Wednesday, December 13, 2017
News Roundup

Homeless shelter runs unlicensed telemarketing outfit, police say

In the past five years, hundreds of men, women and children have been helped by Touched By An Angel as it grew into one of Tampa Bay's largest homeless shelters.

But behind a door marked "Pinellas Park Police Substation," the founders of the nonprofit organization have been running an unlicensed telemarketing business that employs some of those residents living at the shelter.

In 2009, police told Touched By An Angel to take down the police substation sign. But the sign remained.

It wasn't until this week that police said they learned that pastors Jeffrey and Vonda Polhill, the shelter's founders, were operating an unlicensed telemarketing outfit in the substation, which had been closed years ago.

"It takes money to remove (the sign) and I'm dealing with homeless people," Jeffrey Polhill said Tuesday before ordering a reporter out of the motel that houses both the call center and his Touched By An Angel Ministries.

The telemarketing business, Fruits of the Spirit, was incorporated in August by the Polhills and two female clients of Touched By An Angel. The Florida Department of Agriculture, which regulates telemarketers, said neither Fruits of the Spirit nor its principals are licensed by the state as required. Failure to register is a third-degree felony.

At first, Polhill said Fruits of the Spirit operates under the license of "someone else" he would not identify. Then he said a state license wasn't needed because callers don't ask for credit card information.

Not true, the department said.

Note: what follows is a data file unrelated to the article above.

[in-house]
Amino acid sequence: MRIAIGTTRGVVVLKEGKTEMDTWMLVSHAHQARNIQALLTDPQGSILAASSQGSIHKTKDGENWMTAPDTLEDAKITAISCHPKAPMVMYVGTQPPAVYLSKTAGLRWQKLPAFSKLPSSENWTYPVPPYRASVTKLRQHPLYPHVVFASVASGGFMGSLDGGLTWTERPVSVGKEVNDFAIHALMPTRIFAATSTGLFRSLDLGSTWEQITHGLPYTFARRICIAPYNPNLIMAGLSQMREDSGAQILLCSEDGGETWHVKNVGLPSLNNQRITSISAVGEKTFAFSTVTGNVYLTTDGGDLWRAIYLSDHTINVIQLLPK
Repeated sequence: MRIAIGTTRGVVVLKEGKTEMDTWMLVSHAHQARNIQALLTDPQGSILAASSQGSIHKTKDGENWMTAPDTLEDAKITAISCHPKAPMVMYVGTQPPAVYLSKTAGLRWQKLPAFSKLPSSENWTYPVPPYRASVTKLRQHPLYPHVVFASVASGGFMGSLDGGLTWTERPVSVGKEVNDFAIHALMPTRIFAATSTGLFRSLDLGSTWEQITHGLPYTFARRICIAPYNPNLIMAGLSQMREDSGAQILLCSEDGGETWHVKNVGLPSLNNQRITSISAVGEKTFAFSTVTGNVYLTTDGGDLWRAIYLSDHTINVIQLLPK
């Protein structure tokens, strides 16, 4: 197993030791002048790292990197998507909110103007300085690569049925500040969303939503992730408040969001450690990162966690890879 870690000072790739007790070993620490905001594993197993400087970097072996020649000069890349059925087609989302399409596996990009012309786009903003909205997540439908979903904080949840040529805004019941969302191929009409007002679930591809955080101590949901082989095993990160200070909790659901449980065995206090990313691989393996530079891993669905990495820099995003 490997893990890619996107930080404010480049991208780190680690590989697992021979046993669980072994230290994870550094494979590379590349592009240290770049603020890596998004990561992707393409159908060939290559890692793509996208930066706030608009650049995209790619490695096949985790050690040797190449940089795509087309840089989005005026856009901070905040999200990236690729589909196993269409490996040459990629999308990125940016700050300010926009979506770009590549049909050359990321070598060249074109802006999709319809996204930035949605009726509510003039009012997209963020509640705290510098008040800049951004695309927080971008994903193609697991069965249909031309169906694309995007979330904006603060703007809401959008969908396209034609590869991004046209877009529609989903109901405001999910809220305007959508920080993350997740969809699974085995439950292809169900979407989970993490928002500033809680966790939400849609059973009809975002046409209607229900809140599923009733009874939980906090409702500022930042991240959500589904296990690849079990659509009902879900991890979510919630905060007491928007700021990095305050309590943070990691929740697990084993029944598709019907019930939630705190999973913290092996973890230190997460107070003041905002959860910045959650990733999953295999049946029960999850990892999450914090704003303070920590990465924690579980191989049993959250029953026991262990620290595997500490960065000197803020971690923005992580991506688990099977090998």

"The use of a credit card is not a factor in whether or not the business must be registered," spokesperson Sterling Ivey said in an email.

In an earlier interview, the Polhills said they are recovered addicts who met while in the Pinellas County Jail. Jeffrey Polhill, 49, also spent time in state prison for offenses that included grand theft and trafficking in stolen property before he started the ministry in 2007.

As Pinellas County's homeless population ballooned, Touched By An Angel was one of the facilities to which social service organizations and Pinellas Park police referred people needing shelter. Many advanced into the organization's transitional and permanent housing programs, paying at least $112.50 a week for rent and program fees.

Touched By An Angel takes a faith-based approach, requiring residents to memorize 85 scriptures and attend five Bible study classes a week. Residents call each other "brother" and "sister," and say "praise the Lord" when answering the phone. The motel, which residents keep scrupulously clean, is dotted with angel statues.

"Physically, it looked good; everybody was required to do something (in order) to stay there," said Sarah Snyder, president and CEO of the Pinellas County Homeless Leadership Network.